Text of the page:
Our next stop took us to Mt. Kurikoma, a stratovolcano located between Akita and Yamagata. In its history, the volcano erupted twice, violently leaving two caldera scars as parting gifts for the amateur geologist to marvel over. The climb up and down lasts about three hours, if you have a set of good working knees, and features a gorgeous variety of volcanic activity : sulfur lakes and streams (harnessed by mankind for the popular mineral onsen), steaming fumaroles, fertile flat lands, and basalt deposits. Pro tip: pack Hokkairou (heat patches), check weather reports in advance, and don’t start your hike after 1pm if you have bad knees. We eventually made it out of the mountain with our quick wits and a cell phone flashlight but there were more than a couple times that we thought it would be a close call as the battery levels dropped ever lower and the storm grew from sprinkle to pelting rain to wind lashes and rain combined.

As you can see from the pictures below, there are very few truly bright red/orange trees left. There was a terribly strong wind in the days leading up to our departure. By the time we arrived we were only able to enjoy the remnants of what I’m sure had been a gloriously vibrant kouyou experience only days before. Still, even the burnished gold leaves made for a captivating climb. Also, the photos below were taken with an iPhone camera and no filters. I probably didn’t do the colors justice, but I tried my best!

Claremont Loop Trail

With the heat amping up exponentially to herald the start of the summer season, it can be pretty difficult to be out and about anywhere in Southern California between the hours of 11:30am and 6:00pm. But if you don’t mind leaving the house with the dawn to enjoy some mother nature, if you’re fond of exercising and hiking, then there are some beautiful locations all across our half of the state that you can take up for some tame adventure and complete well before the midday nightmare sets in all its glory 😉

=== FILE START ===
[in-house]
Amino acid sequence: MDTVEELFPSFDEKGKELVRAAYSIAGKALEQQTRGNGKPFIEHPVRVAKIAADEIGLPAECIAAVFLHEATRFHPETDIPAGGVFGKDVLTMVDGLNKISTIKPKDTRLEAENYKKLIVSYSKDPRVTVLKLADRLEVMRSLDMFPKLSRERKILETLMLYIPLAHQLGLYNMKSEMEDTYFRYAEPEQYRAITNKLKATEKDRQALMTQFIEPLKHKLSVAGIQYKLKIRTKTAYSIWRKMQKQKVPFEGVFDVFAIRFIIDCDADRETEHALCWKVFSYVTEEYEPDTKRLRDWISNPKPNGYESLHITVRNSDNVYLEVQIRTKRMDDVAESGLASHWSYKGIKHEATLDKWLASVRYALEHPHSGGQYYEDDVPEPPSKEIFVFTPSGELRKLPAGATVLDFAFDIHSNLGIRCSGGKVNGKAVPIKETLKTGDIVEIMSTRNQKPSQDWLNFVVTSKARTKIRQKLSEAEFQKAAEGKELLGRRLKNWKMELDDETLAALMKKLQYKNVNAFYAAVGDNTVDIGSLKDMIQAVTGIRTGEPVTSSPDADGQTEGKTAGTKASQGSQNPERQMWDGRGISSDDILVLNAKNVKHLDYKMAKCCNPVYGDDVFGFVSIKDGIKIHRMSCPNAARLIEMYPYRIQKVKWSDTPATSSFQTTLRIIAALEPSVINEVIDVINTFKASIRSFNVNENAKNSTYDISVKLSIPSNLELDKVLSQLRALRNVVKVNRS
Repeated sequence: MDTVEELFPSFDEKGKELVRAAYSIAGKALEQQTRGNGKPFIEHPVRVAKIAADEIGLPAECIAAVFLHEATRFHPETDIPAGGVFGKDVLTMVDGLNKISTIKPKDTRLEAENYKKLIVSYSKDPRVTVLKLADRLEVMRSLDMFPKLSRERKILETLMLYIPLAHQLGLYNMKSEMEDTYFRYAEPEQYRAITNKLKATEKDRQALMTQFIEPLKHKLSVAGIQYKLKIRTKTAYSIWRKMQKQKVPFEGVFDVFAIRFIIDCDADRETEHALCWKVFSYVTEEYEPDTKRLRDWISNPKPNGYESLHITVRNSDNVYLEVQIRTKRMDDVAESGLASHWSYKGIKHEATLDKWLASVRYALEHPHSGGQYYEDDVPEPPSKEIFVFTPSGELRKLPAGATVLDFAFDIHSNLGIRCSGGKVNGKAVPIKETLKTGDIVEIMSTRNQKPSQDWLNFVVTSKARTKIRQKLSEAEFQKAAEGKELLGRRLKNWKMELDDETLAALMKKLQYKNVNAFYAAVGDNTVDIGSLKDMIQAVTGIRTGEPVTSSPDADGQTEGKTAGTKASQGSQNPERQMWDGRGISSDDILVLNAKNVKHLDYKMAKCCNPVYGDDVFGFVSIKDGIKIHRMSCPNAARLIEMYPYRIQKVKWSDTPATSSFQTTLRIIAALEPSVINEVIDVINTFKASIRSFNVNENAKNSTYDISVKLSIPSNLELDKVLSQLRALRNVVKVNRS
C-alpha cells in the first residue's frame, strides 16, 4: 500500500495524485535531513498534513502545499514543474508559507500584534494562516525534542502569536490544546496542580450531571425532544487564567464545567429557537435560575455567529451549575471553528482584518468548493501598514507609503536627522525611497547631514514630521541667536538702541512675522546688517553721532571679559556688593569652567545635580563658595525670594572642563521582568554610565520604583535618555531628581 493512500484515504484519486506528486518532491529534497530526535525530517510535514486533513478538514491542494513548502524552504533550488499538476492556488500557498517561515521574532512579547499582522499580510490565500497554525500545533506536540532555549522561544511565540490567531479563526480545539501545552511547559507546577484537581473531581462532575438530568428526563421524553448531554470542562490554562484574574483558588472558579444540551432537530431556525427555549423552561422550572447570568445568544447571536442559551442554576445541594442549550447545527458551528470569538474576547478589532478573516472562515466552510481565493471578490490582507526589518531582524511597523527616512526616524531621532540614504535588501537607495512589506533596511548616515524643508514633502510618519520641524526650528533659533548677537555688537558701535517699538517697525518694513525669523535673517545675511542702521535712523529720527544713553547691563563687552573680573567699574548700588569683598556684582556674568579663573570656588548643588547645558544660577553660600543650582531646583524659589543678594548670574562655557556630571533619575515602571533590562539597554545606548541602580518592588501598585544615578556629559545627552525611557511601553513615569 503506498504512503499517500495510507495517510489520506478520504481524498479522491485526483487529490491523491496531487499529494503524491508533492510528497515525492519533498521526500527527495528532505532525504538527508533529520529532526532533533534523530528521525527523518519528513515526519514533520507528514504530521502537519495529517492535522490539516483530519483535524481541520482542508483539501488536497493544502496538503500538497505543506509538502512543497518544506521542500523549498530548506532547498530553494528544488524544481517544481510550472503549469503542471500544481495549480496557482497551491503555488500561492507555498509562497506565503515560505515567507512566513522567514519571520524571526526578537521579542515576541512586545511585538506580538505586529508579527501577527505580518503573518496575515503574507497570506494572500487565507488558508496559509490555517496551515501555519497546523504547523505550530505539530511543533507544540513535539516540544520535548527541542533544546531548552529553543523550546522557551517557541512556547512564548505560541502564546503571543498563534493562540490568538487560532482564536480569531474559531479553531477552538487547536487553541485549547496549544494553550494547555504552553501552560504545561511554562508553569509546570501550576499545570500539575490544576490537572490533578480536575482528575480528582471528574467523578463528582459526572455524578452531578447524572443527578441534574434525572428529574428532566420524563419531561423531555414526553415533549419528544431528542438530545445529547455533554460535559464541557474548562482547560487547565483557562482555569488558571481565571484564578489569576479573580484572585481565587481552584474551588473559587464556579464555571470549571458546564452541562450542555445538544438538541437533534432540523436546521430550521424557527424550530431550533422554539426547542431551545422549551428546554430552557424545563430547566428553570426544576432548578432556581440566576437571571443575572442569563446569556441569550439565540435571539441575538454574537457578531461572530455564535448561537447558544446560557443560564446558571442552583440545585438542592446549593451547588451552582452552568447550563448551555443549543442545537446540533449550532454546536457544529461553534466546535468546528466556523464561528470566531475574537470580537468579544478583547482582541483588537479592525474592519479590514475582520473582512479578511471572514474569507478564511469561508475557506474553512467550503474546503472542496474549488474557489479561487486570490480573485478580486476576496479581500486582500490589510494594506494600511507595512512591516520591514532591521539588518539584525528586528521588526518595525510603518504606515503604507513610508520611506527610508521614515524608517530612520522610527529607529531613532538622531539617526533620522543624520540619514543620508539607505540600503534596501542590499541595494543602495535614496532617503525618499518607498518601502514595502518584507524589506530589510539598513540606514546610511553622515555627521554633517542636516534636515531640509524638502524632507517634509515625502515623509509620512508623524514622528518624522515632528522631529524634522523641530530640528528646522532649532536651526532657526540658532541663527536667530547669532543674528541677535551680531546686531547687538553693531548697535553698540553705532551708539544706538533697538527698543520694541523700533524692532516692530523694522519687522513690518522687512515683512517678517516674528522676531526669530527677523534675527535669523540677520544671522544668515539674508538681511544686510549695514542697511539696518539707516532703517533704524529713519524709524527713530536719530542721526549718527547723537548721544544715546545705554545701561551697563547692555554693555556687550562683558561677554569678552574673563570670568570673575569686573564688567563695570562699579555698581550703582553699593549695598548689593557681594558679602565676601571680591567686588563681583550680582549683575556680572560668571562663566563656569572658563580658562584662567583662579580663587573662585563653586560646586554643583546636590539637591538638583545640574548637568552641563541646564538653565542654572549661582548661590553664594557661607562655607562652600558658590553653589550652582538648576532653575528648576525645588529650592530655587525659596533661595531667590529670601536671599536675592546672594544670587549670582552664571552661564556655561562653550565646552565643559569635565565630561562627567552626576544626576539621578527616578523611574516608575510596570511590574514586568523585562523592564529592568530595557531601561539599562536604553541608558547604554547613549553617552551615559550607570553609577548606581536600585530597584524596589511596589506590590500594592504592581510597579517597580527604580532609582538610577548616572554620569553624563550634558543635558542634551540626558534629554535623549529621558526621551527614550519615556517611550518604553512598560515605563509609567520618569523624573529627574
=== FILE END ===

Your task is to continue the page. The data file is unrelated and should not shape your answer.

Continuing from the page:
They are easily found on this neat little website and information for this particular trail can be found by clicking here.

Nature is the best and cheapest therapist: plentiful in its beauty and ability to consume a soul bent on destroying all pent up emotions, it listens to your heart through the struggle you carry and in every last drop of strength it takes you to climb its craggy surfaces and dusty paths. And it forces you to face that which you would otherwise drown in distractions like books, tv, and internet.

Much as the name describes, the Claremont Loop is a single trail that loops round back to where it starts and contains overgrown side and hill paths. Easily accessible by car and on foot, it’s great training ground for uphill hiking and bicycling. Lots of friendly hikers with their dogs but keep an ear out for the bicyclists. All the ones I encountered weren’t considerate enough to attach bells or to ring them in order to warn hikers when they were rounding corners. So if you plan on bicycling just remember: do us all a solid and just ring the bell 😉

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Chris may be on the intelligence side of the military but he’s definitely got it in him to take on a citadel if need be.